Nate’s Grade: C
Based on Mark Millar and John Romita Jr.’s popular eight-issue comic, Kick-Ass takes the world of superheroes and makes it one step closer to reality. Granted, it’s still a heightened reality with flexible rules erratically administered, but it’s almost recognizable. Nobody in Hollywood wanted to touch this movie, so it was produced entirely outside the studio system. That hesitation may be because Kick-Ass begins as a goofy teen comedy and morphs into a bloody action caper with off-the-wall violence. But it’s also preposterously entertaining.
Dave Lizewski (Aaron Johnson) is just a typical kid who reads comics and wonders what else could be out there for him. He’s pretty much a nobody at school who routinely gets beat up. His life’s biggest tragedy is the loss of his mother, but she was not taken by some dastardly villain but by an aneurysm. Dave questions why nobody ever tried to be a real super hero. Tired of being a nonentity, Dave orders a wet suit and fashions a costume for a superhero alter ego, Kick-Ass. His first few encounters don’t go so well, landing Dave in the hospital, but in short time his exploits become a YouTube sensation. His MySpace page becomes full of admirers all seeking super hero help. He inspires others to don cape and cowl, like Damon “Big Daddy” Macready (Nicolas Cage) and his daughter, Mindy “Hit Girl” Macready (Chloe Grace Moretz). But they have their own reasons for cleaning up the streets. Big Daddy worked as a cop but was wrongly imprisoned when he went against mob kingpin Frank D’Amico (Mark Strong). Damon has been plotting his vengeance and training Mindy to be an efficient killing machine. Unfortunately, their mob hits are being blamed on the hapless Kick-Ass. Frank D’Amico enlists his wannabe gangster son, Chris (Christopher Mintz-Plasse), to pose as a superhero and lure Kick-Ass out into the open. It’s like The Departed but with more eyeliner.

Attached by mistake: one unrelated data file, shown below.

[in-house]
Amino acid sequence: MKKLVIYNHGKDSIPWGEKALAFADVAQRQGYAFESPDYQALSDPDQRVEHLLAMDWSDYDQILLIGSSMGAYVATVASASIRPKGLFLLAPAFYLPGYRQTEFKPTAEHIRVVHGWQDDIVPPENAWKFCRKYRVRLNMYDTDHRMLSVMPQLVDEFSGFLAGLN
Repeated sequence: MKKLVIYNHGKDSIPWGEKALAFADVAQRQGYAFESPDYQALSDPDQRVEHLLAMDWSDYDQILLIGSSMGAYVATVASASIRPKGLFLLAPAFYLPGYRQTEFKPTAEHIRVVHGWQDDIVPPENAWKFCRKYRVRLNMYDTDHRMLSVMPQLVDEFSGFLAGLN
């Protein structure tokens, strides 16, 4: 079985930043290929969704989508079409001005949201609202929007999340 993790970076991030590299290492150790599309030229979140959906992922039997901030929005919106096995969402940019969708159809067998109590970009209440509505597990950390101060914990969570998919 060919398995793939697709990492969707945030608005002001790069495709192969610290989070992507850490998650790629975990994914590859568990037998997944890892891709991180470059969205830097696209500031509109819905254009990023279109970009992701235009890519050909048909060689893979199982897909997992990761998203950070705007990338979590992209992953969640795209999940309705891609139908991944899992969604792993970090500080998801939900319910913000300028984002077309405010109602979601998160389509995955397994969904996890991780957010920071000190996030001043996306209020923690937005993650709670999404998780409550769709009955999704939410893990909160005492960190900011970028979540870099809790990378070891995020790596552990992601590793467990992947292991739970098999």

Kick-Ass is a fairly subversive work, notably in the relationship between Hit Girl and Big Daddy. He has been training her (or brainwashing) to become a tool of vengeance, but he’s also making sure that his little girl will be tough enough to handle the evil the world may throw at her. A father/daughter outing includes dad firing live ammunition into his daughter’s bulletproof wearing chest. He’s doing this so that she won’t be afraid when, not if, she gets shot. She will know what it feels like. He then promises that they’ll go out for ice cream later. This demented sense of parenting, as presented, actually becomes strangely endearing. They become the heart of the movie, and I was surprised that during some major scenes how emotionally involved I was. We have a beguiling sense of protection for Hit Girl, much like her father who even in moments of great agony screams helpful tactical suggestions to his little girl (to answer any concerns, Moretz and the character are not sexualized even with a Catholic schoolgirl outfit). Unlike Kick-Ass, they have something very concrete to fight for, which is why we feel for them and hope for their success.